Driving demand may seem like it’s all about the numbers, but creativity is often the ingredient that takes it the extra mile. Every year, half of the viewing audience at […]Read More →
Posted December 5, 2019
Posted December 5, 2019
In the first post, we presented examples of how doing things the way we’ve always done them in business can cause marketers to overlook important aspects of their campaign strategy, misinterpret results and sacrifice true revenue potential. (Read up on it here: WADITW: Non-Branded Search)
The end of your financial year is creeping in and you receive that very predictable email from finance: “Can you please submit your forecast for next fiscal?” Now realistically, you expect your company to finish +2% this year, but we all know too well what you are expected to put as your number for next year: +10% growth!
Why? Because your company has always done it this way.
Far too often we work with clients where financial goals are not supported with historical data. In an age where data visibility is becoming the norm, many companies are stilling tying on the blindfold and throwing darts when it comes to making financial predictions. Our team would be the first to admit that making financial predictions is not easy- but that does not mean we should drift into the deep end of putting a number on a spreadsheet that is not grounded by past performance.
Nobody enjoys the exercise of balancing a budget toward the end of the year due to wildly inaccurate forecasts. This causes havoc for both marketing and finance teams.
In fact, if you are willing to ask yourself the tough questions about your business before you reply to finance you might very well change your answer.
Have we ever grown the business by 10%? Well five years ago you did, what about that specific year do we think was different and how do we replicate that magic? If you are unsure-don’t predict 10% growth.
Do you need more marketing resources? Our SEM manager is telling us that we can spend 2x online and grow online sales. Are you able going to secure the funds in your business to do that? If not- don’t predict 10% growth.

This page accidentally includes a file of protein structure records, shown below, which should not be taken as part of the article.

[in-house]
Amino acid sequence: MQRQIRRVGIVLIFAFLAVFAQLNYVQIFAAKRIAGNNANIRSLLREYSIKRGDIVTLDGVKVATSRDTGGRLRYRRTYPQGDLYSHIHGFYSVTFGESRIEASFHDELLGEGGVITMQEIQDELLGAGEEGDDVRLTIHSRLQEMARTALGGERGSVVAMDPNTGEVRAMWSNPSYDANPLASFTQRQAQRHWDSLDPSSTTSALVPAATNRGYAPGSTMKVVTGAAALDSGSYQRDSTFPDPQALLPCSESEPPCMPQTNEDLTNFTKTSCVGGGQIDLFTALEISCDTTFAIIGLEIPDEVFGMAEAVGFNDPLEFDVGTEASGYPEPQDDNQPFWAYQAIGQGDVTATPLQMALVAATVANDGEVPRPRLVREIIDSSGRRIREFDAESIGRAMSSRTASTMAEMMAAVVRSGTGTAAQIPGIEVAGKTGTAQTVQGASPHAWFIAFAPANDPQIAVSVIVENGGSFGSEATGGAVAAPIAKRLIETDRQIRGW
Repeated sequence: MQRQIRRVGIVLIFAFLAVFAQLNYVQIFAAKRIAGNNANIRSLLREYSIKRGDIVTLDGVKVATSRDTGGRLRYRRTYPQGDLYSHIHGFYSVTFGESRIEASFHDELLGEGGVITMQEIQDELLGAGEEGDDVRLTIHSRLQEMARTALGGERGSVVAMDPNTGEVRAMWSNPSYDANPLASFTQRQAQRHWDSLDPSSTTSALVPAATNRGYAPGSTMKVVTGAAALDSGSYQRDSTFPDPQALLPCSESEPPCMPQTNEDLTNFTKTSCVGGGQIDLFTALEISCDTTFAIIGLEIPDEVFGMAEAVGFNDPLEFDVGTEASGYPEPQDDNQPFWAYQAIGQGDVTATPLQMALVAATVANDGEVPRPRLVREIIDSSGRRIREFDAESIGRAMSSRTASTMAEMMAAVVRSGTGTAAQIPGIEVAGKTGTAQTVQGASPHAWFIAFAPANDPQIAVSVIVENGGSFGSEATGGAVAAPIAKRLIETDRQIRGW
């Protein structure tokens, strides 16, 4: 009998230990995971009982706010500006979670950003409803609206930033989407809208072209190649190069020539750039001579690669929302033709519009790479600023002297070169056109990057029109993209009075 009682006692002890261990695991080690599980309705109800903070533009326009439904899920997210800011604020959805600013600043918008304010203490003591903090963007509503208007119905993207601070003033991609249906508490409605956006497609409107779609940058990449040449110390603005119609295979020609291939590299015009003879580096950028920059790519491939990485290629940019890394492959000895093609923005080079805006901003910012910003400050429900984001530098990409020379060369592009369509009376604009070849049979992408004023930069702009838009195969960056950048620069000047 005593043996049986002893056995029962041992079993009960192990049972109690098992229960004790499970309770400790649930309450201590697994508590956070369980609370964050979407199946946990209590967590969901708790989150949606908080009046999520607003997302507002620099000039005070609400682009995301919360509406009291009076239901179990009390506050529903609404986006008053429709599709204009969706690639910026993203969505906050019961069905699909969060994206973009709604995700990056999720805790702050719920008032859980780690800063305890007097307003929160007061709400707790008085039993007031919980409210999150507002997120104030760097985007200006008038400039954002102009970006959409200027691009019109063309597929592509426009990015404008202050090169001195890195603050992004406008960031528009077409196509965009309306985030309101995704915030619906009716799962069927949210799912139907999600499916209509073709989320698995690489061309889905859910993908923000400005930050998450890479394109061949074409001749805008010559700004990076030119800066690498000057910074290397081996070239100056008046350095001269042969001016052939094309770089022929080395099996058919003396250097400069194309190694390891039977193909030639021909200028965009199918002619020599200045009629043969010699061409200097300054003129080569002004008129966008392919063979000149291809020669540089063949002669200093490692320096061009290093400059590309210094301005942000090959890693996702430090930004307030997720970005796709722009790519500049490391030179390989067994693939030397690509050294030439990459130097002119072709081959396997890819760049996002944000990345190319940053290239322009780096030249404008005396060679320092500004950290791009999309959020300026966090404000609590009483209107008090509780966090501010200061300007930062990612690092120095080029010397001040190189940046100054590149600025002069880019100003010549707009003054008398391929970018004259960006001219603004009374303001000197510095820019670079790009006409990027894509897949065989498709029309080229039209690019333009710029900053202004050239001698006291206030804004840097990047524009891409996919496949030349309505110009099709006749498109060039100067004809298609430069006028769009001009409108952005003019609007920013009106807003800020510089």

Is the size of your active buyer file declining over the course of the past 12 months? If so, then don’t predict 10% growth.
On the other hand, if you are in fact able to fund that budget recommendation from your SEM manager and put some predictive analytics in place that will help make your sales team more efficient, then maybe you do have a reason to forecast 10% growth after all!
Do you have accurate historical testing results that you can simulate rollout performance on for next year? If so, that should be baked into your forecast number as well.
The point is- all this data is available to us BEFORE we go ahead and submit our status quo forecast for the business. Yet we often ignore it. Why? Because predicting 10% growth is the way we have always done it.
VP | Intelligence + Analytics
The 3rd and final installment of this blog series, WADITW: The Marketing and Creative Relationship focuses on the relationship between the marketing and creative departments and how incredible they become when they are in sync.
Catch the previous post in this series:
[Part One] WADITW: Non-Branded Search